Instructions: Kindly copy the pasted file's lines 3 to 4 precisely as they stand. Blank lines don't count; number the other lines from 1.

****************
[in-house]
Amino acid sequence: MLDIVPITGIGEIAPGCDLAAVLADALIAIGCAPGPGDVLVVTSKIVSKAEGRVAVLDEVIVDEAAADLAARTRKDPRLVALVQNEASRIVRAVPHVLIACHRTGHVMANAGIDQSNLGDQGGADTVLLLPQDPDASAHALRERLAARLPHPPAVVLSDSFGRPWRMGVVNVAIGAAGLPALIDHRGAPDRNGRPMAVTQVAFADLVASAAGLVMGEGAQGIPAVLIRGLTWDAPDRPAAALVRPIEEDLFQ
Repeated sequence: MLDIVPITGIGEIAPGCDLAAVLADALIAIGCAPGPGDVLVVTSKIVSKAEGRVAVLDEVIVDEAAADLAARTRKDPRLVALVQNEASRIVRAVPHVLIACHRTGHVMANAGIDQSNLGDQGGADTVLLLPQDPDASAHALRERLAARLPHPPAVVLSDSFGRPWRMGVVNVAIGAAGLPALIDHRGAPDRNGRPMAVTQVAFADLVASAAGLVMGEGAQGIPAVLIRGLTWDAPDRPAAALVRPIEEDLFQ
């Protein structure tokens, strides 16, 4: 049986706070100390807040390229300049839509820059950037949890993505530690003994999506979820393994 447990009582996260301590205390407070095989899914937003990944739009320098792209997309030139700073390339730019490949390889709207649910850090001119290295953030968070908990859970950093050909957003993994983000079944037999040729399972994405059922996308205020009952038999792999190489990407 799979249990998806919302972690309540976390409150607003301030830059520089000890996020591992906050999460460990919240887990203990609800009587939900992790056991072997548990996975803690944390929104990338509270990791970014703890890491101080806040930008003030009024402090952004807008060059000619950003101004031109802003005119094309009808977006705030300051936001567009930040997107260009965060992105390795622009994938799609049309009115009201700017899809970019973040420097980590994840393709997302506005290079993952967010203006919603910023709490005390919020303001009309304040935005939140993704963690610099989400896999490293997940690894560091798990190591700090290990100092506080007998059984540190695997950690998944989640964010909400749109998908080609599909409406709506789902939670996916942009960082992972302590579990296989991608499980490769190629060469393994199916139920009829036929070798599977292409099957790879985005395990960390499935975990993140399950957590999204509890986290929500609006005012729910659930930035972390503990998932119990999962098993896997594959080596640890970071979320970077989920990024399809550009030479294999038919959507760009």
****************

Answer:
Repeated sequence: MLDIVPITGIGEIAPGCDLAAVLADALIAIGCAPGPGDVLVVTSKIVSKAEGRVAVLDEVIVDEAAADLAARTRKDPRLVALVQNEASRIVRAVPHVLIACHRTGHVMANAGIDQSNLGDQGGADTVLLLPQDPDASAHALRERLAARLPHPPAVVLSDSFGRPWRMGVVNVAIGAAGLPALIDHRGAPDRNGRPMAVTQVAFADLVASAAGLVMGEGAQGIPAVLIRGLTWDAPDRPAAALVRPIEEDLFQ
């Protein structure tokens, strides 16, 4: 049986706070100390807040390229300049839509820059950037949890993505530690003994999506979820393994 447990009582996260301590205390407070095989899914937003990944739009320098792209997309030139700073390339730019490949390889709207649910850090001119290295953030968070908990859970950093050909957003993994983000079944037999040729399972994405059922996308205020009952038999792999190489990407 799979249990998806919302972690309540976390409150607003301030830059520089000890996020591992906050999460460990919240887990203990609800009587939900992790056991072997548990996975803690944390929104990338509270990791970014703890890491101080806040930008003030009024402090952004807008060059000619950003101004031109802003005119094309009808977006705030300051936001567009930040997107260009965060992105390795622009994938799609049309009115009201700017899809970019973040420097980590994840393709997302506005290079993952967010203006919603910023709490005390919020303001009309304040935005939140993704963690610099989400896999490293997940690894560091798990190591700090290990100092506080007998059984540190695997950690998944989640964010909400749109998908080609599909409406709506789902939670996916942009960082992972302590579990296989991608499980490769190629060469393994199916139920009829036929070798599977292409099957790879985005395990960390499935975990993140399950957590999204509890986290929500609006005012729910659930930035972390503990998932119990999962098993896997594959080596640890970071979320970077989920990024399809550009030479294999038919959507760009």